Sweden’s conference on International Climate Cooperation 4 September 2023

Over 100 representatives from the private sector, academia, civil society and government agencies working with climate issues participated in Sweden’s first conference about climate cooperation under the Paris Agreement.

Persons on stage during the conference

Panel with moderator Fredrik Moberg, Robert Andrén (Energimyndigheten), Åsa Persson (Klimatpolitiska rådet) and Stefan Nyström (Naturvårdsverket)

During the conference, Swedish and international experts and speakers from different parts of the climate policy system contributed to interesting panel discussions on how to implement emissions trading under the Paris Agreement in the best way.

– It was a successful day with good discussions on the opportunities, challenges and risks of international climate cooperation. It will be valuable input for our continued work developing partnerships with other countries”, said Sandra Lindström, Head of International Climate Cooperation at the Swedish Energy Agency.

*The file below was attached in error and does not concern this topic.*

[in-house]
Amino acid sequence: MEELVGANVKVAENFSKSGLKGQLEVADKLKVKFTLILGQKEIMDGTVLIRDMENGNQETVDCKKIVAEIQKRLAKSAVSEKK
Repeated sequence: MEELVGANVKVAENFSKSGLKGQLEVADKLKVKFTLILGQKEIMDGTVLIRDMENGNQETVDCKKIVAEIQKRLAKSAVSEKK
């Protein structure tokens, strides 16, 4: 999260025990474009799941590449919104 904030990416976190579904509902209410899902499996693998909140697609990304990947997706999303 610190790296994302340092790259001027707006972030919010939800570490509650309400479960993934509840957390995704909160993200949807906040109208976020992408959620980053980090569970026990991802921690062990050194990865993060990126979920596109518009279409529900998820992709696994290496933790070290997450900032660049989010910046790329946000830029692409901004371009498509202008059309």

The conference offered important lessons and insights

During the day, experts discussed how emissions trading under the Paris Agreement works both in theory and in practice. Among other things, the participants got to hear about the first projects currently under implementation as well as listen to discussions about how double counting should be avoided. Other topics that were covered were the role of companies, the importance of emissions trading being carried out in the right way, and the opportunities and challenges that international emissions trading entails.

The most important messages from the day were that emissions trading between countries should lead to reduced global emissions and higher ambitions. Projects should be carried out in a cost-effective, transparent, and credible manner. The climate measures must be additional and inclusive, as well as promote other sustainable development goals beyond reduced emissions. To achieve all this, investments in capacity-building and new climate-smart innovations are required.